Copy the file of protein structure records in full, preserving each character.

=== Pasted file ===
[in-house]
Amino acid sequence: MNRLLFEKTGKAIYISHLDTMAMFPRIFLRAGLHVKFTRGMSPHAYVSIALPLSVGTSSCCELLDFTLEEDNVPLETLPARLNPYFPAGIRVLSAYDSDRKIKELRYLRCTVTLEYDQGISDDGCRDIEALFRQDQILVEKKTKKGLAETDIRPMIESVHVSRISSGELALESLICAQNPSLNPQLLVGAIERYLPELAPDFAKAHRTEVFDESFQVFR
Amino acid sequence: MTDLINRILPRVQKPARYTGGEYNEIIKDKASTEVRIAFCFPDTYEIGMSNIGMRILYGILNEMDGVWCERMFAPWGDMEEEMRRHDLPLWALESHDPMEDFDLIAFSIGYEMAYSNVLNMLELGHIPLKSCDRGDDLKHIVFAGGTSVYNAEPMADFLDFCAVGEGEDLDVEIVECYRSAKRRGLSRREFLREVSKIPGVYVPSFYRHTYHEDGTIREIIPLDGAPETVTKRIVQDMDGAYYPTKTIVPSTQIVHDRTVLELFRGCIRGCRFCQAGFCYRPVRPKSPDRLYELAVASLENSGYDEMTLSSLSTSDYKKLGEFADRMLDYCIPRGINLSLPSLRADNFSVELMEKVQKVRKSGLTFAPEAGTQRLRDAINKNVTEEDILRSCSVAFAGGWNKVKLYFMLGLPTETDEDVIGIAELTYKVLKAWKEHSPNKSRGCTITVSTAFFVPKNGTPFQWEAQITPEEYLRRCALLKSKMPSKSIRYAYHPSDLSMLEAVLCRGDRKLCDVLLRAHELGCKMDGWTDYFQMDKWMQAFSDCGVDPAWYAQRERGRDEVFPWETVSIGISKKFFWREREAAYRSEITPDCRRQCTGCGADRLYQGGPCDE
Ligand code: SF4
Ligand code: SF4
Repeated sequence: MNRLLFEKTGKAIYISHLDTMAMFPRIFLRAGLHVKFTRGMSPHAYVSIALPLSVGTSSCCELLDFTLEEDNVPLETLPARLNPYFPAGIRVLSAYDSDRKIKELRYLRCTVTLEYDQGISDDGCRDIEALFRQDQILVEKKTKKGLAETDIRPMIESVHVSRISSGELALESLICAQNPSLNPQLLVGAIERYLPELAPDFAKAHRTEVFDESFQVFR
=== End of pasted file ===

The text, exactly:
[in-house]
Amino acid sequence: MNRLLFEKTGKAIYISHLDTMAMFPRIFLRAGLHVKFTRGMSPHAYVSIALPLSVGTSSCCELLDFTLEEDNVPLETLPARLNPYFPAGIRVLSAYDSDRKIKELRYLRCTVTLEYDQGISDDGCRDIEALFRQDQILVEKKTKKGLAETDIRPMIESVHVSRISSGELALESLICAQNPSLNPQLLVGAIERYLPELAPDFAKAHRTEVFDESFQVFR
Amino acid sequence: MTDLINRILPRVQKPARYTGGEYNEIIKDKASTEVRIAFCFPDTYEIGMSNIGMRILYGILNEMDGVWCERMFAPWGDMEEEMRRHDLPLWALESHDPMEDFDLIAFSIGYEMAYSNVLNMLELGHIPLKSCDRGDDLKHIVFAGGTSVYNAEPMADFLDFCAVGEGEDLDVEIVECYRSAKRRGLSRREFLREVSKIPGVYVPSFYRHTYHEDGTIREIIPLDGAPETVTKRIVQDMDGAYYPTKTIVPSTQIVHDRTVLELFRGCIRGCRFCQAGFCYRPVRPKSPDRLYELAVASLENSGYDEMTLSSLSTSDYKKLGEFADRMLDYCIPRGINLSLPSLRADNFSVELMEKVQKVRKSGLTFAPEAGTQRLRDAINKNVTEEDILRSCSVAFAGGWNKVKLYFMLGLPTETDEDVIGIAELTYKVLKAWKEHSPNKSRGCTITVSTAFFVPKNGTPFQWEAQITPEEYLRRCALLKSKMPSKSIRYAYHPSDLSMLEAVLCRGDRKLCDVLLRAHELGCKMDGWTDYFQMDKWMQAFSDCGVDPAWYAQRERGRDEVFPWETVSIGISKKFFWREREAAYRSEITPDCRRQCTGCGADRLYQGGPCDE
Ligand code: SF4
Ligand code: SF4
Repeated sequence: MNRLLFEKTGKAIYISHLDTMAMFPRIFLRAGLHVKFTRGMSPHAYVSIALPLSVGTSSCCELLDFTLEEDNVPLETLPARLNPYFPAGIRVLSAYDSDRKIKELRYLRCTVTLEYDQGISDDGCRDIEALFRQDQILVEKKTKKGLAETDIRPMIESVHVSRISSGELALESLICAQNPSLNPQLLVGAIERYLPELAPDFAKAHRTEVFDESFQVFR